Murray & Roberts
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Weatherly International’s plans to acquire a large-scale copper deposit in Zambia – to build on its smaller production capabilities in Namibia – has failed, for now.

The company was unable to agree to an extension to a backstop date with Intrepid Mines in respect of the agreement to purchase the Kitumba project and as such the agreement for the acquisition has lapsed.

Intrepid had requested an extension to 30 April 2018.

However, Orion has agreed to allow the company to seek alternative financing for the Kitumba transaction and thecCompany is engaged in discussions with Intrepid in this regard. 

Intrepid has notified Weatherly that the requisite consents for the transfer of Kitumba's shares to Weatherly have now been received from the Ministry of Mines and Minerals Development in Zambia and from the Zambian Competition and Consumer Protection Commission.  The consent from the Ministry of Mines and Minerals Development remains conditional upon payment by Intrepid of Property Transfer Tax on the transaction.

Development plans for Kitumba were based on large-scale and high capital cost development of the entire resource from the outset, and also included a decision to follow a relatively complex processing route using pressure oxidation to oxidize the sulphide minerals so that all of the contained copper could be leached and electro-won on site to produce copper cathode only.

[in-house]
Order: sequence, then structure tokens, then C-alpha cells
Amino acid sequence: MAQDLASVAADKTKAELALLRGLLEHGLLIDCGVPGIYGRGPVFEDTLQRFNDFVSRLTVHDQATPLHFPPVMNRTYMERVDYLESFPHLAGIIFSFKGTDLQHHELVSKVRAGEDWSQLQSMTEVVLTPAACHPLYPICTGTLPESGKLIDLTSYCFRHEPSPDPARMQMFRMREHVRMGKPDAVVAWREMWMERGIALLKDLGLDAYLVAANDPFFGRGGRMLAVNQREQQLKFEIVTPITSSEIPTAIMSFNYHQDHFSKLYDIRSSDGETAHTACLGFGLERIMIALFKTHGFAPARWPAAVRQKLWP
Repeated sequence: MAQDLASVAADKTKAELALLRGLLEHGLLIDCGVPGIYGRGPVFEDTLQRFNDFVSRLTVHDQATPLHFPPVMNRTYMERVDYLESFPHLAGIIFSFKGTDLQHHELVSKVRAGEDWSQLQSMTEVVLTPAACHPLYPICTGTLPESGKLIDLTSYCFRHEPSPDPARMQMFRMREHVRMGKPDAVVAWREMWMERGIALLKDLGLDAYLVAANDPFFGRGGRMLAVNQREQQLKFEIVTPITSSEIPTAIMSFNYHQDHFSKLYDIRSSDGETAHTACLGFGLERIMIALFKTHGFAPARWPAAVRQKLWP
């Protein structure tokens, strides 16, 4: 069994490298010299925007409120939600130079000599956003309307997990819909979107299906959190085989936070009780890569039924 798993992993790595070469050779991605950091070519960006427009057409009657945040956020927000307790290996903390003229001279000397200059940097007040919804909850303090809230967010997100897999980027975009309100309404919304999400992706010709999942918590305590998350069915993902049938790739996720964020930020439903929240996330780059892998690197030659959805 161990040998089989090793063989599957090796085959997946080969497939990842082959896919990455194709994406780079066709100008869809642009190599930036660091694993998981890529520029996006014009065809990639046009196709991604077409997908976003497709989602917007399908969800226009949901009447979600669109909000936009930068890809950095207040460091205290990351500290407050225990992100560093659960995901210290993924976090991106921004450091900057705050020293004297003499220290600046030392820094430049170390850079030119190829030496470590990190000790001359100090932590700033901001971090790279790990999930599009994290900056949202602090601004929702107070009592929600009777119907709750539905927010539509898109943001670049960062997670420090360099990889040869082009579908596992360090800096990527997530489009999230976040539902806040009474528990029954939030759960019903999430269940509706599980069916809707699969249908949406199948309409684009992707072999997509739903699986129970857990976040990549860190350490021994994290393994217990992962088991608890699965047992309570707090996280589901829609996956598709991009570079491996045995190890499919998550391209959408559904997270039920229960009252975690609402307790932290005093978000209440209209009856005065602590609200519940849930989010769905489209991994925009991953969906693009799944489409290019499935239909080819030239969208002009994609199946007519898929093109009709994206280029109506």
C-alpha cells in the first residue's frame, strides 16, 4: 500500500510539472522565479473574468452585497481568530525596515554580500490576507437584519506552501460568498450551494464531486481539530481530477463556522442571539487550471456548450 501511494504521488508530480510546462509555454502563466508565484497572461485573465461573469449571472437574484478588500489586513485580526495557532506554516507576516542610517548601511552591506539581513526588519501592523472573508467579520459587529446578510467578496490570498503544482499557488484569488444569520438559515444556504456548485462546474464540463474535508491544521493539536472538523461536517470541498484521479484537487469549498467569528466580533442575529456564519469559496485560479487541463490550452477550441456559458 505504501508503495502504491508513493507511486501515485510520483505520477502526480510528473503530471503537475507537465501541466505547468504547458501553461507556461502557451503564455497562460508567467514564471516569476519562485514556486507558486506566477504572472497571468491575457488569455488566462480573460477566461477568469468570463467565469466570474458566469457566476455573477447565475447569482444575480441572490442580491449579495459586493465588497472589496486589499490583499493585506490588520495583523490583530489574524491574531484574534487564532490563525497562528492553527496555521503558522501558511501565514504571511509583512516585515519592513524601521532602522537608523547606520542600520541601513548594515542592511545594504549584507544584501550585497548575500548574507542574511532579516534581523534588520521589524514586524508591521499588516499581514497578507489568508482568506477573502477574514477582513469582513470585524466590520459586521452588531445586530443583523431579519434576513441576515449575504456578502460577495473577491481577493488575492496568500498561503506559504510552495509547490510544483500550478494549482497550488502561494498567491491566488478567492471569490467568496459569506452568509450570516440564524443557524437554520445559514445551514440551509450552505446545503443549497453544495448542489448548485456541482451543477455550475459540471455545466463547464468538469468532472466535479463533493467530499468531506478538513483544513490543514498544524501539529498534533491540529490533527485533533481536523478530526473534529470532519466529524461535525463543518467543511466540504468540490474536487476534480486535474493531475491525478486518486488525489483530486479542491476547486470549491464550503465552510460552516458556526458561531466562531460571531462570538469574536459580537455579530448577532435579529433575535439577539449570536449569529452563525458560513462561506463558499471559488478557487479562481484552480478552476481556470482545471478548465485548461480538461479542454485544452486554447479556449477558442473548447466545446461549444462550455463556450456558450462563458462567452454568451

Weatherly had intended to pursue a two-phase development approach focused initially on a Phase 1 development zone of higher-confidence and higher-grade mineralisation within the overall resource at Kitumba.

The underground mine plan was also going be revised to focus on this Phase 1 development area, with capital expenditure reduced to suit a Phase 1 mining production rate of 0.75 to 1.0 Mtpa of ore.

Further, Weatherly intended to evaluate a lower risk and lower cost processing route utilising a combination of flotation and atmospheric leaching plus solvent-extraction and electro-winning to produce a concentrate containing the sulphide minerals for sale to local smelters, plus producing refined copper cathode from the oxide minerals within the resource.